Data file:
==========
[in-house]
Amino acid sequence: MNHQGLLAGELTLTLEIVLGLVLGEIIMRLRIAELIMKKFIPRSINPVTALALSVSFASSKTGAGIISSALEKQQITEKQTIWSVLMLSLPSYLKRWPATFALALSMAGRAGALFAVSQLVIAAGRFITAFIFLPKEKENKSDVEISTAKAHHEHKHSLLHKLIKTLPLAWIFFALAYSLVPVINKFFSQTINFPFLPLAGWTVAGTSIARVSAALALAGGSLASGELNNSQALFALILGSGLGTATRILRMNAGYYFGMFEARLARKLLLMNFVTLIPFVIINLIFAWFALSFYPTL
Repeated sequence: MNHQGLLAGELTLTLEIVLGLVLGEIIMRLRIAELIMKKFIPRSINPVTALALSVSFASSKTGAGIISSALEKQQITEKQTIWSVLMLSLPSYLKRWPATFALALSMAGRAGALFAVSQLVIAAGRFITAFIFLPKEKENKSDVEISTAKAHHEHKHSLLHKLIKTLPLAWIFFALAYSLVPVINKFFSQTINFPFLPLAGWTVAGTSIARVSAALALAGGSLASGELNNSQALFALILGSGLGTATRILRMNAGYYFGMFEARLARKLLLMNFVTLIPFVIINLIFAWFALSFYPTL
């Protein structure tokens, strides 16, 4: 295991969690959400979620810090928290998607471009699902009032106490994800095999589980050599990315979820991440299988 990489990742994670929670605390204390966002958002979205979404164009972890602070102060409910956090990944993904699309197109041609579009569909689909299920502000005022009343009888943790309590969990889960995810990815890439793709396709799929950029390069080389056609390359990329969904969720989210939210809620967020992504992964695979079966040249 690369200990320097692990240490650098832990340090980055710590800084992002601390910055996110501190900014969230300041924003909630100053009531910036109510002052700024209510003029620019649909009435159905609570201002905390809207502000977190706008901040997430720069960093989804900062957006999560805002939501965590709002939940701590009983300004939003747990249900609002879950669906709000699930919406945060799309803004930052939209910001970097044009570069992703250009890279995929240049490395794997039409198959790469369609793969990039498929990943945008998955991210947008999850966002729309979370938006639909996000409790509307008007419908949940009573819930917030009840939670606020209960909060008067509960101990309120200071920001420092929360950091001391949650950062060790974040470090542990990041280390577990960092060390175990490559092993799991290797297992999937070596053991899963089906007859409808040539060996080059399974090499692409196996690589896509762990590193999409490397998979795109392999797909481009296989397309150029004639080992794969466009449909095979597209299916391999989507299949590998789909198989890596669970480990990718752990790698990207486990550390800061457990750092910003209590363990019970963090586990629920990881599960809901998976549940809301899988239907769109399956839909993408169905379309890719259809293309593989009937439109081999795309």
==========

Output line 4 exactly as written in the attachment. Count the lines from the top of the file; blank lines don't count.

């Protein structure tokens, strides 16, 4: 295991969690959400979620810090928290998607471009699902009032106490994800095999589980050599990315979820991440299988 990489990742994670929670605390204390966002958002979205979404164009972890602070102060409910956090990944993904699309197109041609579009569909689909299920502000005022009343009888943790309590969990889960995810990815890439793709396709799929950029390069080389056609390359990329969904969720989210939210809620967020992504992964695979079966040249 690369200990320097692990240490650098832990340090980055710590800084992002601390910055996110501190900014969230300041924003909630100053009531910036109510002052700024209510003029620019649909009435159905609570201002905390809207502000977190706008901040997430720069960093989804900062957006999560805002939501965590709002939940701590009983300004939003747990249900609002879950669906709000699930919406945060799309803004930052939209910001970097044009570069992703250009890279995929240049490395794997039409198959790469369609793969990039498929990943945008998955991210947008999850966002729309979370938006639909996000409790509307008007419908949940009573819930917030009840939670606020209960909060008067509960101990309120200071920001420092929360950091001391949650950062060790974040470090542990990041280390577990960092060390175990490559092993799991290797297992999937070596053991899963089906007859409808040539060996080059399974090499692409196996690589896509762990590193999409490397998979795109392999797909481009296989397309150029004639080992794969466009449909095979597209299916391999989507299949590998789909198989890596669970480990990718752990790698990207486990550390800061457990750092910003209590363990019970963090586990629920990881599960809901998976549940809301899988239907769109399956839909993408169905379309890719259809293309593989009937439109081999795309």